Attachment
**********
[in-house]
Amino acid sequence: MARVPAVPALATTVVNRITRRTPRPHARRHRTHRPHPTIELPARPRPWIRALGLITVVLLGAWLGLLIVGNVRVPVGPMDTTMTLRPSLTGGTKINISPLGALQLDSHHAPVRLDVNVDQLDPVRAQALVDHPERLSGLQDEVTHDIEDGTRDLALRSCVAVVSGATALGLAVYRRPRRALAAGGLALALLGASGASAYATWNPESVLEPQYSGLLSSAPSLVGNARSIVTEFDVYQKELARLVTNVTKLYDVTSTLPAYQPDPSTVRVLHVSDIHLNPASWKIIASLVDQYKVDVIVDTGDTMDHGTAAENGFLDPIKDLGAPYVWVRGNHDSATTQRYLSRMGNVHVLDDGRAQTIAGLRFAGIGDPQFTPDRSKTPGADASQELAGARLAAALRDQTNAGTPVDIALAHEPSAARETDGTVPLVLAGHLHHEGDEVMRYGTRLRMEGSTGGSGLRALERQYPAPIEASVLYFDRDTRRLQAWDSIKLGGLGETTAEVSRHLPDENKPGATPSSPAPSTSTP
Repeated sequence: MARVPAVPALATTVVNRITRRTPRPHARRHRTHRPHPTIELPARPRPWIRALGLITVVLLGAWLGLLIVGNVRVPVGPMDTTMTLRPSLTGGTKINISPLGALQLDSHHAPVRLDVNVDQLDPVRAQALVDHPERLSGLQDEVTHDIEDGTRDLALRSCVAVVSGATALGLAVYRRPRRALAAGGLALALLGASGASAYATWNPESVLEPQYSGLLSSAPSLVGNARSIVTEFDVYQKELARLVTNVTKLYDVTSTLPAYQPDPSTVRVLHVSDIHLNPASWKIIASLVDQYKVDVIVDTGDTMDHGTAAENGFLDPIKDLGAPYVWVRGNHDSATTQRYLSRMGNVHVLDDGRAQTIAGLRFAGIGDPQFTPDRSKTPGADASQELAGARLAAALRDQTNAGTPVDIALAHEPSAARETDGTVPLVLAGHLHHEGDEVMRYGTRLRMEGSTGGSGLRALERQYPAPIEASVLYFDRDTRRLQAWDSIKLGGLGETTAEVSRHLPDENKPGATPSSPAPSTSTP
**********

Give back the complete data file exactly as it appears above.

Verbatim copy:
[in-house]
Amino acid sequence: MARVPAVPALATTVVNRITRRTPRPHARRHRTHRPHPTIELPARPRPWIRALGLITVVLLGAWLGLLIVGNVRVPVGPMDTTMTLRPSLTGGTKINISPLGALQLDSHHAPVRLDVNVDQLDPVRAQALVDHPERLSGLQDEVTHDIEDGTRDLALRSCVAVVSGATALGLAVYRRPRRALAAGGLALALLGASGASAYATWNPESVLEPQYSGLLSSAPSLVGNARSIVTEFDVYQKELARLVTNVTKLYDVTSTLPAYQPDPSTVRVLHVSDIHLNPASWKIIASLVDQYKVDVIVDTGDTMDHGTAAENGFLDPIKDLGAPYVWVRGNHDSATTQRYLSRMGNVHVLDDGRAQTIAGLRFAGIGDPQFTPDRSKTPGADASQELAGARLAAALRDQTNAGTPVDIALAHEPSAARETDGTVPLVLAGHLHHEGDEVMRYGTRLRMEGSTGGSGLRALERQYPAPIEASVLYFDRDTRRLQAWDSIKLGGLGETTAEVSRHLPDENKPGATPSSPAPSTSTP
Repeated sequence: MARVPAVPALATTVVNRITRRTPRPHARRHRTHRPHPTIELPARPRPWIRALGLITVVLLGAWLGLLIVGNVRVPVGPMDTTMTLRPSLTGGTKINISPLGALQLDSHHAPVRLDVNVDQLDPVRAQALVDHPERLSGLQDEVTHDIEDGTRDLALRSCVAVVSGATALGLAVYRRPRRALAAGGLALALLGASGASAYATWNPESVLEPQYSGLLSSAPSLVGNARSIVTEFDVYQKELARLVTNVTKLYDVTSTLPAYQPDPSTVRVLHVSDIHLNPASWKIIASLVDQYKVDVIVDTGDTMDHGTAAENGFLDPIKDLGAPYVWVRGNHDSATTQRYLSRMGNVHVLDDGRAQTIAGLRFAGIGDPQFTPDRSKTPGADASQELAGARLAAALRDQTNAGTPVDIALAHEPSAARETDGTVPLVLAGHLHHEGDEVMRYGTRLRMEGSTGGSGLRALERQYPAPIEASVLYFDRDTRRLQAWDSIKLGGLGETTAEVSRHLPDENKPGATPSSPAPSTSTP